import pandas as pd
import numpy as np
from datetime import datetime as dt
# Build a sample DataFrame that looks like what you will get back from a history() call.
df = pd.DataFrame(np.array([np.arange(10), np.arange(10)]).transpose(),
index=pd.date_range(start=pd.Timestamp('2014-06-17'), periods=10),
# In the actual history dataframe, columns are Security objects.
columns=['sid_1', 'sid_2'])
df
# Get the mean of all prices in this window.
means = df.mean()
means
# Get a rolling means window in which each cell contains
# the mean of the current day and the previous three days.
# Note that the first three windows have NaN (not a number),
# because they don't have a full 3 days yet.
rolling_means = pd.rolling_mean(df, window=4)
rolling_means
# We can customize the minumum number of required observations by specifying min_periods.
rolling_means_less_nans = pd.rolling_mean(df, window=4, min_periods=2)
rolling_means_less_nans
# Pandas has similar rolling functions for sum, stddev,
# and a variety of other statistical operations.
rolling_sums = pd.rolling_sum(df, window=2)
rolling_stddevs = pd.rolling_std(df, window=3)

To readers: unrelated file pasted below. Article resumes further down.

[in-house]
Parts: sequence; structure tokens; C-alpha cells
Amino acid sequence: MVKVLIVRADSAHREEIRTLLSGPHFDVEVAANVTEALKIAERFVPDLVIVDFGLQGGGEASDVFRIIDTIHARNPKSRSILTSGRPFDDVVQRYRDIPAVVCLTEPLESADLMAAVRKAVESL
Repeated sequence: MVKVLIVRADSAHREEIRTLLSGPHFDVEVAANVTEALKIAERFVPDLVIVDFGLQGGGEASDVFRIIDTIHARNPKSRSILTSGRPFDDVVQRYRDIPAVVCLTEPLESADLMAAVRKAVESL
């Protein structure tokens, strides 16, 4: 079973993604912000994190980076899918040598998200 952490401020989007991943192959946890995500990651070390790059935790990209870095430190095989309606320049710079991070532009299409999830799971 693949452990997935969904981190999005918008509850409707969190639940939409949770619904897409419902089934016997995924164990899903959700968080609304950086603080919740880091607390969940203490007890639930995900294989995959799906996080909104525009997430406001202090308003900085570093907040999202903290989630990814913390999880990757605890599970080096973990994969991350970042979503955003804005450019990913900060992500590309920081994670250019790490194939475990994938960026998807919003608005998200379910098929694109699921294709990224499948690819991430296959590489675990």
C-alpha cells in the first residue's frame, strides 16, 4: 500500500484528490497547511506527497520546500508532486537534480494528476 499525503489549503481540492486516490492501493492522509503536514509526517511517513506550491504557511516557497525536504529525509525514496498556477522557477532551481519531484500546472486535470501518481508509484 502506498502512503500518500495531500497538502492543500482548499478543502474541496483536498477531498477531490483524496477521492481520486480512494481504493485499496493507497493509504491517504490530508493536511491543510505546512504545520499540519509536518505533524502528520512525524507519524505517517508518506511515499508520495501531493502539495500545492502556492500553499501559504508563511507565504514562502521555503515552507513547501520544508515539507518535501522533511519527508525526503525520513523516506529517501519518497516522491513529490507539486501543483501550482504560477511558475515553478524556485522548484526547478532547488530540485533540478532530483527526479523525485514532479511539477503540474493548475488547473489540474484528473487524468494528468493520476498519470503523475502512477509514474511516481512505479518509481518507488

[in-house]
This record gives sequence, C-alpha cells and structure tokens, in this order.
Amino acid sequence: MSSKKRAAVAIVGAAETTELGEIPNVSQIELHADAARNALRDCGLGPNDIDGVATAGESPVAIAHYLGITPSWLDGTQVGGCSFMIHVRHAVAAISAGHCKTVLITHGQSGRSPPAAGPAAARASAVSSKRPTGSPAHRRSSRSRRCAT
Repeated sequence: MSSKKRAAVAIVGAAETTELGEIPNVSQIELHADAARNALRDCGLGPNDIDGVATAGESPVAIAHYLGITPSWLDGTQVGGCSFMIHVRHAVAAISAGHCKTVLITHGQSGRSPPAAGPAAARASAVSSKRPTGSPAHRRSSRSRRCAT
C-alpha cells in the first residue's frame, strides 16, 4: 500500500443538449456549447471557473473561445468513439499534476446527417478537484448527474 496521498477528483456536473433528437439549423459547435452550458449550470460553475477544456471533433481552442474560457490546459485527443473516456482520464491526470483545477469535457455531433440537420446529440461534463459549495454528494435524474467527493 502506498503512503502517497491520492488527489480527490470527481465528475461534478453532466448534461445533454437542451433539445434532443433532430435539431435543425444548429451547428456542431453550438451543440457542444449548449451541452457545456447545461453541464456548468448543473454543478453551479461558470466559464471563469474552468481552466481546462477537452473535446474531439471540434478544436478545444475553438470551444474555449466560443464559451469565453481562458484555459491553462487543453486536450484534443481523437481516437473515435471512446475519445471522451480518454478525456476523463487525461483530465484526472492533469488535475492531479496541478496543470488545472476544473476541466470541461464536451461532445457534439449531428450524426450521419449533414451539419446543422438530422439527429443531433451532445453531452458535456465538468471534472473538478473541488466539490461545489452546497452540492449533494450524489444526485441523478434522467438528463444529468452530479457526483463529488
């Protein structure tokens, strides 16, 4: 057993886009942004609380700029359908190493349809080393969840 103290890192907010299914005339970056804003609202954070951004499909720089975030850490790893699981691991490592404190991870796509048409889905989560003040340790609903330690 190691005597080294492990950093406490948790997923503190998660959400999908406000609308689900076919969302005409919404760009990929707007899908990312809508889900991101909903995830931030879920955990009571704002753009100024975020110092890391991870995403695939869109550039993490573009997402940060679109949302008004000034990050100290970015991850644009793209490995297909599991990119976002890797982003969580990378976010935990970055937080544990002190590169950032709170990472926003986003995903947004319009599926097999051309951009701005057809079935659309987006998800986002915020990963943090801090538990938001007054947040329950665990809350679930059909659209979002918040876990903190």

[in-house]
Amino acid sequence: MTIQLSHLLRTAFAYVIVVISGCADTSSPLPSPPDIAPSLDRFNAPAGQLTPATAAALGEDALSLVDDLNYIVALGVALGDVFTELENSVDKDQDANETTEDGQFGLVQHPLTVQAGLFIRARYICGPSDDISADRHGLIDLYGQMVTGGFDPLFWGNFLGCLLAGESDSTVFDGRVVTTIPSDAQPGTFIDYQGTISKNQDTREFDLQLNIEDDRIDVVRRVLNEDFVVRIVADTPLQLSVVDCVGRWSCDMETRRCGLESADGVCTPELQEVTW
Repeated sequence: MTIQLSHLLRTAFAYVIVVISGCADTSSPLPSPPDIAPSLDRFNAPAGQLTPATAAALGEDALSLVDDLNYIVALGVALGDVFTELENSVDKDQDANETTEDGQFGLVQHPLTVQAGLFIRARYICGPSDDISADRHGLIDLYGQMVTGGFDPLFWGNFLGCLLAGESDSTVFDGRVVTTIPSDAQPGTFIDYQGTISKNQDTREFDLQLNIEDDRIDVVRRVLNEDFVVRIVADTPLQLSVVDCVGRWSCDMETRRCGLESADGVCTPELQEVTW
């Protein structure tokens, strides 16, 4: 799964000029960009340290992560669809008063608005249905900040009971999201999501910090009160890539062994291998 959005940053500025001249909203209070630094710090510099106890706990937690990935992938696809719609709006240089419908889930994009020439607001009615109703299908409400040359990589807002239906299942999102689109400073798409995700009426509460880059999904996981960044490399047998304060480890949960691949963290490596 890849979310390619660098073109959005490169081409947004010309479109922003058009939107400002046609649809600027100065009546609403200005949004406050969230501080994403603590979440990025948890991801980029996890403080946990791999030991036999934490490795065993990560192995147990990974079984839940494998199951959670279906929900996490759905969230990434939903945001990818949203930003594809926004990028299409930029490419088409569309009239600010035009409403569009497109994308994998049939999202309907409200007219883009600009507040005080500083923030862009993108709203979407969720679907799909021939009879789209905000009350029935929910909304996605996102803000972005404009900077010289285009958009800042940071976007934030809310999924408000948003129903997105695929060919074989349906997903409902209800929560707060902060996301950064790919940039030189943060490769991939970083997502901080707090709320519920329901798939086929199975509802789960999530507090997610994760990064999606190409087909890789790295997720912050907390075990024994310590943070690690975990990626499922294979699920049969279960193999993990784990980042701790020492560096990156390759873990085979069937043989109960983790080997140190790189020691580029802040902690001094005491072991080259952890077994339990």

# Combine both DataFrames by joining on the date index.
combined = rolling_sums.merge(rolling_stddevs, left_index=True, right_index=True, suffixes=("_sum", "_stddev"))
combined
# Note that these outputs are still DataFrames, so we can do nice things like this:
# Get the first 5 elements of the frame.
combined.iloc[:5]
# Or this:
# Get all but the last element of the frame:
combined.iloc[:-1]
# Or this:
# Get every other entry in the DataFrame, in reverse.
combined.iloc[::-2]
# Or this:
# Get the entries for June 20th and June 21st.
combined.loc[[pd.Timestamp('2014-06-20'), pd.Timestamp('2014-06-21')]]
# Or this:
# Get a specific column (this returns a Series)
combined['sid_2_sum']
# Or this:
# Get multiple specific columns (This returns a DataFrame)
combined[['sid_2_sum', 'sid_1_stddev']]